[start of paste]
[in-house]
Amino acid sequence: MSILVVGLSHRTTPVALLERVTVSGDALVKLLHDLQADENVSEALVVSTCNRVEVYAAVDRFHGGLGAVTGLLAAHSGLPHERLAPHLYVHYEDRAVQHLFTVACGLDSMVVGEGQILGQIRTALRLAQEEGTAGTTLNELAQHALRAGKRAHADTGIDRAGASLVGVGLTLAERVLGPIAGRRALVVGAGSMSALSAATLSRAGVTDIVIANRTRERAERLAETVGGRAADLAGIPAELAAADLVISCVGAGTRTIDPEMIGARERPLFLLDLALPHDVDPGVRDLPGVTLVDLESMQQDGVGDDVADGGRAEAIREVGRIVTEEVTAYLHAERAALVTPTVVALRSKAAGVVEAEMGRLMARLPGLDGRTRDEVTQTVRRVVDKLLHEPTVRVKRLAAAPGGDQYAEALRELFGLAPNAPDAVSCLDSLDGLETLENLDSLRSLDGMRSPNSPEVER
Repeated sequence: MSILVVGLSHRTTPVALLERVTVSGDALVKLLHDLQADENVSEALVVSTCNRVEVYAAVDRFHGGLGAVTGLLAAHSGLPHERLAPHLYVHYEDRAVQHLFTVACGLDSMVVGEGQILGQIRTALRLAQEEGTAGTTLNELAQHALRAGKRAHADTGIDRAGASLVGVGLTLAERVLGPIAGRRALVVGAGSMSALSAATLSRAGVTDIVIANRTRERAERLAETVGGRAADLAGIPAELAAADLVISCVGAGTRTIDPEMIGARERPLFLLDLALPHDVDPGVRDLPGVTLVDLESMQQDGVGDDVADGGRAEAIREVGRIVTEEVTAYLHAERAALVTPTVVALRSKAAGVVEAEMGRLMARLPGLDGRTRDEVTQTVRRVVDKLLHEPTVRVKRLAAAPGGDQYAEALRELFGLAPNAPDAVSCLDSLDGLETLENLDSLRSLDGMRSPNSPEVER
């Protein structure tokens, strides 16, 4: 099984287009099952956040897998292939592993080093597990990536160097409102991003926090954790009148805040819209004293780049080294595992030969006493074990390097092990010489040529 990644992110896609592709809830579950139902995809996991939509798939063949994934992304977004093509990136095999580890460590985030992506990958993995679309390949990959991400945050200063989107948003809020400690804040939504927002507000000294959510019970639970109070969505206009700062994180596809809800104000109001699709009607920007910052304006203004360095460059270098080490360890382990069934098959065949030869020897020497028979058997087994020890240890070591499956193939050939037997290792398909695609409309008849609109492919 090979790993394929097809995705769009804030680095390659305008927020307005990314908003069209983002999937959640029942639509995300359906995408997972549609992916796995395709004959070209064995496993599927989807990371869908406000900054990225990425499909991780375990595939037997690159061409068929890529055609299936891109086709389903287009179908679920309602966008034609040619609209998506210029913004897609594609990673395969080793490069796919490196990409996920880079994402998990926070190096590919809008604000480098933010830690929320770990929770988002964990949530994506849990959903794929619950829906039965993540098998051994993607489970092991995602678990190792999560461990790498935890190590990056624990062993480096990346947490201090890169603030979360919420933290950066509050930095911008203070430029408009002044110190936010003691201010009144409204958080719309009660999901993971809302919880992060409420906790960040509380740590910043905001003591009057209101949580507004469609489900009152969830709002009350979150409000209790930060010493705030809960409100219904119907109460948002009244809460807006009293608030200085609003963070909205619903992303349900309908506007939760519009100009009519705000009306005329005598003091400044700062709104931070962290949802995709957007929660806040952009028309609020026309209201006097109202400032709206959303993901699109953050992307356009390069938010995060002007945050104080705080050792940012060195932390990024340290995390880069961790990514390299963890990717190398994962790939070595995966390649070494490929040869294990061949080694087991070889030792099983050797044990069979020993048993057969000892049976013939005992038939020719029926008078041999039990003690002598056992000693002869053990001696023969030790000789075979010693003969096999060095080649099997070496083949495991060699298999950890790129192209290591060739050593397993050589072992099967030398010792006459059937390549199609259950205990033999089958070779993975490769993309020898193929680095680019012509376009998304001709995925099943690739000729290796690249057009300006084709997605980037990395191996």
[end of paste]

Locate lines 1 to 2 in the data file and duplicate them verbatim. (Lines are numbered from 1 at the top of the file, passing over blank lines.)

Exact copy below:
[in-house]
Amino acid sequence: MSILVVGLSHRTTPVALLERVTVSGDALVKLLHDLQADENVSEALVVSTCNRVEVYAAVDRFHGGLGAVTGLLAAHSGLPHERLAPHLYVHYEDRAVQHLFTVACGLDSMVVGEGQILGQIRTALRLAQEEGTAGTTLNELAQHALRAGKRAHADTGIDRAGASLVGVGLTLAERVLGPIAGRRALVVGAGSMSALSAATLSRAGVTDIVIANRTRERAERLAETVGGRAADLAGIPAELAAADLVISCVGAGTRTIDPEMIGARERPLFLLDLALPHDVDPGVRDLPGVTLVDLESMQQDGVGDDVADGGRAEAIREVGRIVTEEVTAYLHAERAALVTPTVVALRSKAAGVVEAEMGRLMARLPGLDGRTRDEVTQTVRRVVDKLLHEPTVRVKRLAAAPGGDQYAEALRELFGLAPNAPDAVSCLDSLDGLETLENLDSLRSLDGMRSPNSPEVER